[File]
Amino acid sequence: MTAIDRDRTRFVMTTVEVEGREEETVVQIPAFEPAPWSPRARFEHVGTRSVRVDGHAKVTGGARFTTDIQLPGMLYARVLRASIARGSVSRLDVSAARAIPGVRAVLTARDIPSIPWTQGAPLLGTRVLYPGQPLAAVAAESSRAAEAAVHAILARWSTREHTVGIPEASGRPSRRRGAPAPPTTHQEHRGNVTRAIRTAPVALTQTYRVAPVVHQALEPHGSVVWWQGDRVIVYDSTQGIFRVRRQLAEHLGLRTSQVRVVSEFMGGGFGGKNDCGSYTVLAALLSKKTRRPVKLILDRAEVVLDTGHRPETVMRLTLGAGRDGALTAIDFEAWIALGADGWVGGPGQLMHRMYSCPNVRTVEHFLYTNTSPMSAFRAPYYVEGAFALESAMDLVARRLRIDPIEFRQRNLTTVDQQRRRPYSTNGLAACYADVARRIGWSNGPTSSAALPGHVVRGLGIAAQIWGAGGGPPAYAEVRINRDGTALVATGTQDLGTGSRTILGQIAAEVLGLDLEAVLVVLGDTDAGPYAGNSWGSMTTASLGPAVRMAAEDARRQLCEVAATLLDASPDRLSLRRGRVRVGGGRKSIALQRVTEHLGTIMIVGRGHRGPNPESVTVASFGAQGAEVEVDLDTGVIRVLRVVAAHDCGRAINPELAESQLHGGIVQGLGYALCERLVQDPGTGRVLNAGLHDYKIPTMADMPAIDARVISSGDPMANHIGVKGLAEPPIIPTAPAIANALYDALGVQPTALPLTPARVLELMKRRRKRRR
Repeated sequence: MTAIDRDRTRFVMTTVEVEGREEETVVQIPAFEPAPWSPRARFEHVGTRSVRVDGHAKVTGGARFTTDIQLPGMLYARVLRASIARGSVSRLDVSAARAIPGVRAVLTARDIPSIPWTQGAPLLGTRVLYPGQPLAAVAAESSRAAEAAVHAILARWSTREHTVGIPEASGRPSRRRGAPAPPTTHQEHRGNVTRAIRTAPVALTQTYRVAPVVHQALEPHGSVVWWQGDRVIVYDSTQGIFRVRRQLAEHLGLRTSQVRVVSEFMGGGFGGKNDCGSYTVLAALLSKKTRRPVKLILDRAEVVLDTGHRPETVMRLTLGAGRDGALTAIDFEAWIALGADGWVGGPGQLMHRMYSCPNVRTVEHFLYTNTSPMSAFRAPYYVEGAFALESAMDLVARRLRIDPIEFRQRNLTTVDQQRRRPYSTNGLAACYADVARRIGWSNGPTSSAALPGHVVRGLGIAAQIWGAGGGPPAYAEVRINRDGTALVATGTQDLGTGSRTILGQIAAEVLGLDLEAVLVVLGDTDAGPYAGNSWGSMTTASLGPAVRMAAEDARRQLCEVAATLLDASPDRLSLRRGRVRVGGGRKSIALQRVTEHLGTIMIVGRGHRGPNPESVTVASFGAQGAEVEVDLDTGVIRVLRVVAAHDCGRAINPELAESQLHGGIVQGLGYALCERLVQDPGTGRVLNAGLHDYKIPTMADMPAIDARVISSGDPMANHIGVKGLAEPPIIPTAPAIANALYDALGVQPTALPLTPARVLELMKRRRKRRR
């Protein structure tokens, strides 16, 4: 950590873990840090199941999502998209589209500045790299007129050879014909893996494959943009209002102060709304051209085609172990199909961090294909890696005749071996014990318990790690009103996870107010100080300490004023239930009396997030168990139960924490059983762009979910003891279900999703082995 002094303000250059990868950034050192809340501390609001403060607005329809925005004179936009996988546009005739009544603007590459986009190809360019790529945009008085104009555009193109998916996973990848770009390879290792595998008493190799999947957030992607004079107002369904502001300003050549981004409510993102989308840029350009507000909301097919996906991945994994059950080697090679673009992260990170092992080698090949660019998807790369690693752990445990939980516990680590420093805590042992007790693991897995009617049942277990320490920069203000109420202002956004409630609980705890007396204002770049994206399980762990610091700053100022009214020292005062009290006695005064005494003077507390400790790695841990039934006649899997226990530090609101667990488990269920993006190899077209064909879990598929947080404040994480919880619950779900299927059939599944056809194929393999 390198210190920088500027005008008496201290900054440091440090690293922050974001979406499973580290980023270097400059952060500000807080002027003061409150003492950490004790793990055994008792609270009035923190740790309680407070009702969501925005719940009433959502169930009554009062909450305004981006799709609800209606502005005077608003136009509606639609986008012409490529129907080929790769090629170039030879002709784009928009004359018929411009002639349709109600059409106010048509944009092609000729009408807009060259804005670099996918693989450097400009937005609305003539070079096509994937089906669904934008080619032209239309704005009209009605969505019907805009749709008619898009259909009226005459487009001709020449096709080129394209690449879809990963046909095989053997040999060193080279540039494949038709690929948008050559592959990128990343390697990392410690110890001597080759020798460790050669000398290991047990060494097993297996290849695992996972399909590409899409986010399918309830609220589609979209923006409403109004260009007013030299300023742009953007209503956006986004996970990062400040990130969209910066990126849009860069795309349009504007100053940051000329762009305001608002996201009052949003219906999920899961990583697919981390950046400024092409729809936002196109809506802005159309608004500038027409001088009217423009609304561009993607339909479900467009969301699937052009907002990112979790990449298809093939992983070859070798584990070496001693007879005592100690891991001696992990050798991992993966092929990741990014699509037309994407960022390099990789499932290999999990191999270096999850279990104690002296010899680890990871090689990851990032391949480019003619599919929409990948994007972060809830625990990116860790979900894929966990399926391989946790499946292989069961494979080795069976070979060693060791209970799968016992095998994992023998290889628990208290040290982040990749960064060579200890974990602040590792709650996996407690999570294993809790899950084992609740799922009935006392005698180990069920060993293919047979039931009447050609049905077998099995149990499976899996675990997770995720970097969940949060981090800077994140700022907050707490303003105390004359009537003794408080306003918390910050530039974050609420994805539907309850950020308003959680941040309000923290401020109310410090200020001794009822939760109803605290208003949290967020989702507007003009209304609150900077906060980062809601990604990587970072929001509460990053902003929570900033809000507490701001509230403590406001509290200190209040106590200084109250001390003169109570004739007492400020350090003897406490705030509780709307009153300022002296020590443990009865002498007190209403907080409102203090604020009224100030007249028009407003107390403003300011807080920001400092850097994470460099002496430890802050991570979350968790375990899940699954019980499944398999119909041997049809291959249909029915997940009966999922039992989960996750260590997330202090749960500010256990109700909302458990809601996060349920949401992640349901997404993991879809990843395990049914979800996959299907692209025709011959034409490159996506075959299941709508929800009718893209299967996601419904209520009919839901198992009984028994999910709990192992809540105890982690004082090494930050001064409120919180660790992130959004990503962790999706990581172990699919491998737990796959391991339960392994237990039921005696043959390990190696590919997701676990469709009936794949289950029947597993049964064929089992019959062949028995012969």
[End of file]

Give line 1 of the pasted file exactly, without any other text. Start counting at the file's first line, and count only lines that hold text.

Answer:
Amino acid sequence: MTAIDRDRTRFVMTTVEVEGREEETVVQIPAFEPAPWSPRARFEHVGTRSVRVDGHAKVTGGARFTTDIQLPGMLYARVLRASIARGSVSRLDVSAARAIPGVRAVLTARDIPSIPWTQGAPLLGTRVLYPGQPLAAVAAESSRAAEAAVHAILARWSTREHTVGIPEASGRPSRRRGAPAPPTTHQEHRGNVTRAIRTAPVALTQTYRVAPVVHQALEPHGSVVWWQGDRVIVYDSTQGIFRVRRQLAEHLGLRTSQVRVVSEFMGGGFGGKNDCGSYTVLAALLSKKTRRPVKLILDRAEVVLDTGHRPETVMRLTLGAGRDGALTAIDFEAWIALGADGWVGGPGQLMHRMYSCPNVRTVEHFLYTNTSPMSAFRAPYYVEGAFALESAMDLVARRLRIDPIEFRQRNLTTVDQQRRRPYSTNGLAACYADVARRIGWSNGPTSSAALPGHVVRGLGIAAQIWGAGGGPPAYAEVRINRDGTALVATGTQDLGTGSRTILGQIAAEVLGLDLEAVLVVLGDTDAGPYAGNSWGSMTTASLGPAVRMAAEDARRQLCEVAATLLDASPDRLSLRRGRVRVGGGRKSIALQRVTEHLGTIMIVGRGHRGPNPESVTVASFGAQGAEVEVDLDTGVIRVLRVVAAHDCGRAINPELAESQLHGGIVQGLGYALCERLVQDPGTGRVLNAGLHDYKIPTMADMPAIDARVISSGDPMANHIGVKGLAEPPIIPTAPAIANALYDALGVQPTALPLTPARVLELMKRRRKRRR